A guitarfish was spotted some 80 meters below the waves during surveys conducted by the Nature and Parks Authority, Tel Aviv University and an underwater robot by the Beacon company on the coast of Eilat.
"Guitarfish are from the cartilaginous fish family [like sharks]," said Nature and Parks Authority marine ecologist Dr. Assaf Zebuloni. "They get their name because of their body structure, which resembles a guitar – an elongated body with a wide front and a shark-like back. The body's colors and shape are adapted to the sandy bottom of the sea, where they search for food like mollusks, crabs, worms and other bottom feeders."
"They get their name because of their body structure, which resembles a guitar – an elongated body with a wide front and a shark-like back. The body's colors and shape are adapted to the sandy bottom of the sea, where they search for food like mollusks, crabs, worms and other bottom feeders."Assaf Zebuloni
Guitarfish live in tropical and subtropical environments in sandy areas, so it's important to preserve these soft sea floors. This research effort supports the Nature and Parks Authority's initiative to protect these deeper and unfamiliar areas of the sea, home to animals like guitarfish.
"A privilege reserved for explorers"
"Very few people today get to visit the pristine places not yet seen by man until now," Zebuloni said.
"This is a privilege reserved mainly for explorers, mountain climbers, daring hikers and astronauts. Despite the many marine studies that have been done, humans visually know the marine environment in a very superficial way, specifically the shallow areas. Most divers reach this depth (around 30 meters) and very few go deeper. Submarines let people reach very impressive depths, but the cost to purchase one and operate it is very high. But underwater robots are becoming more and more available, which will allow researchers to send cameras and sampling equipment to parts of the deep sea that have yet to be observed and studied.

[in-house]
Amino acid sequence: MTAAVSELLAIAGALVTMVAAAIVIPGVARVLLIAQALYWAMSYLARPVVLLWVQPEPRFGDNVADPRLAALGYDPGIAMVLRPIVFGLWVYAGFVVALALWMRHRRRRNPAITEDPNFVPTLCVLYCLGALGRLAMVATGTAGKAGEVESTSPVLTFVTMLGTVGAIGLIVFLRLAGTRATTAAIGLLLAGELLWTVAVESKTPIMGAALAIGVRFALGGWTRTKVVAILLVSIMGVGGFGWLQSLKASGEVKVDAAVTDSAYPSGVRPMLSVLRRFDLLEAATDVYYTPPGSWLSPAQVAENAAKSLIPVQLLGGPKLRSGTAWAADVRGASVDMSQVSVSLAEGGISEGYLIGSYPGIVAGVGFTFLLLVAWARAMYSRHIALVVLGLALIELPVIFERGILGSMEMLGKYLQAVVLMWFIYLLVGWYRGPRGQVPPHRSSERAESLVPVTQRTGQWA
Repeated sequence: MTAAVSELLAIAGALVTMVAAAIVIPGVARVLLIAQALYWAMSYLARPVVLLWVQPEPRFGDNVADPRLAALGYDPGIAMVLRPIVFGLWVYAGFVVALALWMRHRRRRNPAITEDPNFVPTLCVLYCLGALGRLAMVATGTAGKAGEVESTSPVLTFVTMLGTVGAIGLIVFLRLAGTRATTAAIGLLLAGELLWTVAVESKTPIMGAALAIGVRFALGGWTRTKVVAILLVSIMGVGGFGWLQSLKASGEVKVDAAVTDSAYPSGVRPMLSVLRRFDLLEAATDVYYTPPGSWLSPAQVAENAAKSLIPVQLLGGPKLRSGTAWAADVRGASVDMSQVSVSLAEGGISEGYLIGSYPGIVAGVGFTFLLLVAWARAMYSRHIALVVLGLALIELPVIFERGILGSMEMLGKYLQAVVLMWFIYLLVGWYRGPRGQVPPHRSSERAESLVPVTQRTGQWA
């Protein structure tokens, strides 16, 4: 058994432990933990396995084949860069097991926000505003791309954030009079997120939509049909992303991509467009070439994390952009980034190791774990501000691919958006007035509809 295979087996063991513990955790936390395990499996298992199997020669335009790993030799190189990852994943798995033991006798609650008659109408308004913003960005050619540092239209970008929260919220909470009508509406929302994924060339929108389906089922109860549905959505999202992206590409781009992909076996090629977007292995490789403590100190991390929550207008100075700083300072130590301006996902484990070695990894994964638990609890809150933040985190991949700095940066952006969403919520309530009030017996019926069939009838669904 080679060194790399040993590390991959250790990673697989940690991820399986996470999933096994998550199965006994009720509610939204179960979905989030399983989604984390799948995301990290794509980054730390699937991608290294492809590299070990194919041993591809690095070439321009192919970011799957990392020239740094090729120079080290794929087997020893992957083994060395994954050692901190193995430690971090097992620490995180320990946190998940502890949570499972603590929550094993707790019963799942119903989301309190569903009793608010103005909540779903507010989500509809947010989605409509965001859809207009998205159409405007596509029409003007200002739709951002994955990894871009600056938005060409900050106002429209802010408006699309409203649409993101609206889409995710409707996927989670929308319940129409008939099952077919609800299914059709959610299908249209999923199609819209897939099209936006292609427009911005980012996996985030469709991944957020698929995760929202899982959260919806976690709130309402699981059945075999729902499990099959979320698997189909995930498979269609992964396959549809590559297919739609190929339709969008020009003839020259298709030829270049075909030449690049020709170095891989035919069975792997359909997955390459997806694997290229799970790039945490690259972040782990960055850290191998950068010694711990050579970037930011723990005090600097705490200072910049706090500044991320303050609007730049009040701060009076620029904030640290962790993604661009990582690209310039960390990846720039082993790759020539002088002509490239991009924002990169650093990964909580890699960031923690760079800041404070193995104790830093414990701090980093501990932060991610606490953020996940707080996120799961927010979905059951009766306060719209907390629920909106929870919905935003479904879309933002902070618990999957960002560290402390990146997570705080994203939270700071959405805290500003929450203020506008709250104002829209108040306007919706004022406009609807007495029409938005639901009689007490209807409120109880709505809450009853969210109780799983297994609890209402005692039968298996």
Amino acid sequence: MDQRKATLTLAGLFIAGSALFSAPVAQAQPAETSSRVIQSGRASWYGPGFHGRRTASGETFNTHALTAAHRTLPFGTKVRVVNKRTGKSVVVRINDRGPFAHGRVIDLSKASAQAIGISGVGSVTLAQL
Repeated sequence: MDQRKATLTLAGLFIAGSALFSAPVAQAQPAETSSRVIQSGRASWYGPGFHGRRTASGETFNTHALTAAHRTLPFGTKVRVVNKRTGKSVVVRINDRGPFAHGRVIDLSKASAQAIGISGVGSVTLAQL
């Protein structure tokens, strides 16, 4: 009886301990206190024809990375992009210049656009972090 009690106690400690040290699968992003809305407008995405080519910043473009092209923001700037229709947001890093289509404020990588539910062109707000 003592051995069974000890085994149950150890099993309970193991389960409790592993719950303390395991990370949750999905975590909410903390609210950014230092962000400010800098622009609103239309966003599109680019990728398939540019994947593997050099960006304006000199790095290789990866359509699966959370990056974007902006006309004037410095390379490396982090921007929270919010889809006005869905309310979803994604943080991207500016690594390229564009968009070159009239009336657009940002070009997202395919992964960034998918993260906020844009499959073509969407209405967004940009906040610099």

"In Eilat, because of the steep slope characterizing the geological fault in the Dead Sea Rift, the deep areas are very close, just a few hundred meters from the shoreline. Even though they're so close, we hardly know anything about them because reaching these depths isn't easy."
The personal experience
"As part of my work as an ecologist... I was lucky enough to explore the deep areas of the Gulf of Eilat," Zebuloni added.
"The Nature and Parks Authority invests a lot of effort in reviewing and monitoring the marine environment, including the areas that are hard to reach, because they can have a lot of ecological importance. Since 2021, I've had the chance to lead dozens of research trips where we sent an underwater robot [ROV - Remotely operated Vehicle] with the goal of photographing the Mesophotic areas along the coast of Eilat. Some light still reaches these areas but not a lot, and there has only been low-intensity study there by researchers. Our main goal was to study them, classify them ecologically and map them.
"The need for maps came about after we found the ecological value and decided we needed to protect these areas as marine nature reserves. Despite my years of familiarity with the marine environment of Eilat, I will admit that every time I lower the ROV into the depths of the sea, I get excited all over again. The ROV transmits a live broadcast of what it's photographing, and it can be said that to some extent, I'm like an astronaut landing on the Moon. On the way to the deep sea, the light slowly fades and at some point, we need to turn on the ROV's lights to see things. Getting to the bottom always sparks excitement and curiosity – will we find reefs or a sandy sea floor?"